Ask a Professor – Feb 2017

with Heather Moulton, English and Literature Instructor.

Heather Moulton, Professor of English & Literature

Question: Since we’re writing about what we believe [for English 101], what do you believe? – Kendall Madsen, SPC

Answer: Thank you for asking, Kendall! I believe in so much, including my students, the love of my dogs, and the importance of travel. Unicorns. But my core belief is in “justice, equity, and compassion in human relations.” The quotes should indicate that I didn’t come up with that little ditty on my own, and I didn’t. It is one of seven powerful principles of Unitarian Universalism that I have always attempted to live my life by long before I became a UU. Justice should truly be blind (to status as well as color); people should be treated equally and fairly; and, if all else fails, we should be kind to each other even if we don’t fully understand each other (perhaps now more than ever). It’s true: I am and always will be a tree-hugging hippy.

Question: What are some good books that you would suggest? – Marissa Gonzalez, SPC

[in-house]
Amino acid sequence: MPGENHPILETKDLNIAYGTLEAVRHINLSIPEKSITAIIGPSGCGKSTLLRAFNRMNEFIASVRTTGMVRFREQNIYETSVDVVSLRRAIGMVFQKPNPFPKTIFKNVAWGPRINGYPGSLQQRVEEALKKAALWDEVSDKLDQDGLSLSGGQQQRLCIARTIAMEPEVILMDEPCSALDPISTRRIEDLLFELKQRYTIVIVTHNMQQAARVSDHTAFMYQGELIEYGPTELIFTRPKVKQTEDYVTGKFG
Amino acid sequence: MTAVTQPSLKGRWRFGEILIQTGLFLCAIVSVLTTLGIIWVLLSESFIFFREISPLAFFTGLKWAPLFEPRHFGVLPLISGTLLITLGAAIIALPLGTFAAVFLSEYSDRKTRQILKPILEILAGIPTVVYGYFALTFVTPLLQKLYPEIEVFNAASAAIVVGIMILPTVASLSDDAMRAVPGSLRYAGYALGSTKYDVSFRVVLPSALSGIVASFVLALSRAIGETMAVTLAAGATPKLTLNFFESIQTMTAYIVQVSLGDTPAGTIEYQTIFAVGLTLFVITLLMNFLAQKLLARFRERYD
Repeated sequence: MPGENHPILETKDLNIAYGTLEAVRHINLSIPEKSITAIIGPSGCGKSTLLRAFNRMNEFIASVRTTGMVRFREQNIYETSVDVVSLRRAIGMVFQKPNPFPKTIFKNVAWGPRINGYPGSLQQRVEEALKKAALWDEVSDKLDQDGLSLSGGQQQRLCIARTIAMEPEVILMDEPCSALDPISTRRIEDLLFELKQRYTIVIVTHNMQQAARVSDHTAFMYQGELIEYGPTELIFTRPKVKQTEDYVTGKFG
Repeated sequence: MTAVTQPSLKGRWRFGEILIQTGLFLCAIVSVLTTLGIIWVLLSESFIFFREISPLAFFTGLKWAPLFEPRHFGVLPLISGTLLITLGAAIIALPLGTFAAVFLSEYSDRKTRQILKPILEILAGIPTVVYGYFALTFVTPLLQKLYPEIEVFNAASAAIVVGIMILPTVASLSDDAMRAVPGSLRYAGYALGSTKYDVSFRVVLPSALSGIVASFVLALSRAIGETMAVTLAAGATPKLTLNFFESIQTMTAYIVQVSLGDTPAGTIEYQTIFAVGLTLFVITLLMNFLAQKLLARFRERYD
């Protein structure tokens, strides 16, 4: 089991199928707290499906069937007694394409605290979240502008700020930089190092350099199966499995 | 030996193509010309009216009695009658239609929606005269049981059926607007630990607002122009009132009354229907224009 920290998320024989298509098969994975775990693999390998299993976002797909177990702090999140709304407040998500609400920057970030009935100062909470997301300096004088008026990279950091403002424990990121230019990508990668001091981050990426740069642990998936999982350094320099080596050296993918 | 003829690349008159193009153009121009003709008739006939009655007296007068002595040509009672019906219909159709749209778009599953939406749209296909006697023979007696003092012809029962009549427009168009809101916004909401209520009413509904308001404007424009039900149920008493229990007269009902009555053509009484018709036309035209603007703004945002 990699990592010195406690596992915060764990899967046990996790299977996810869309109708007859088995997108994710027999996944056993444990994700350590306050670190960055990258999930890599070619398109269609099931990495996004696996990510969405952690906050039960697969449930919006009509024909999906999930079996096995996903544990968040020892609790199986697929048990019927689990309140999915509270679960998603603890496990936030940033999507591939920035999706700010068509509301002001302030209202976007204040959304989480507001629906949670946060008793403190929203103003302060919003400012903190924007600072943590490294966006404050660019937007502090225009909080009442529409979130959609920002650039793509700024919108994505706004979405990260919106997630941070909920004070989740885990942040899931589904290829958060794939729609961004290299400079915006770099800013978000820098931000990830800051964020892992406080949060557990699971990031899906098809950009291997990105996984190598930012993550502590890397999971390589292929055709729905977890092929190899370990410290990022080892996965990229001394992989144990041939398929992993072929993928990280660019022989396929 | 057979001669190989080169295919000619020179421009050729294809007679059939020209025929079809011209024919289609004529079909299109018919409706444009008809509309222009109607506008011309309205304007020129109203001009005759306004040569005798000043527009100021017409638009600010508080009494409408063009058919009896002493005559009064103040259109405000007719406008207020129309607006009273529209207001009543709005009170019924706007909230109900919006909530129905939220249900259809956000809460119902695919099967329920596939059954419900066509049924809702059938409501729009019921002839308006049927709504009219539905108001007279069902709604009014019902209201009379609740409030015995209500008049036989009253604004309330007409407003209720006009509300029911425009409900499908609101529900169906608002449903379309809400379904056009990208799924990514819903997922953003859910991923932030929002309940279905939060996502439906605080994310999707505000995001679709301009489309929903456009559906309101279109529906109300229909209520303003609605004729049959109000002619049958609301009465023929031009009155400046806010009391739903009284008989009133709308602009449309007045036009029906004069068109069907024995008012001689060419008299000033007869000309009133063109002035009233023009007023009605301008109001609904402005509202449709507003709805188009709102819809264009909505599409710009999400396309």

Answer: Be still my heart! I get to talk about books? Thank you, Marissa. I have about 20 favorite books (yes, I realize that “favorite” is superlative and intended to indicate one, but my heart is big enough to have 20 favorites). Since I’m reaching my word limit, I will also limit myself here and name only three of my favorite books with a short explanation that will, hopefully, inspire some of you gentle readers to read them. 1. Beloved by Toni Morrison (1987). This book introduced me to magical realism, broke my heart, and changed my life. Morrison won numerous awards for it, including the Pulitzer Prize in 1988. Morrison would eventually win the Nobel Prize in Literature in 1993 for her many brilliant novels. Beloved, along with others, like The Bluest Eye, Song of Solomon, and Tar Baby, helped me understand, well, everything (from writing to history to American culture) on new levels. 2. Reservation Blues by Sherman Alexie (1995). Alexie’s novel further cemented my love of magical realism in literature. All of his works are gorgeous and haunting and beautiful, but Blues is the one that stands out for me. I felt like I was relearning or re-understanding American culture through the humorous and tragic adventures of three Spokane Indians. 3. Heart of Darkness by Joseph Conrad (1899). This novella by Conrad is only 80 or so pages, but it helped me understand that every word a writer of literature chooses is important. I learned more about symbolism, colonialism, and the darkness that lurks in the hearts of men than I knew there was to even learn. “The horror” will forever disturb me (read it and you’ll see).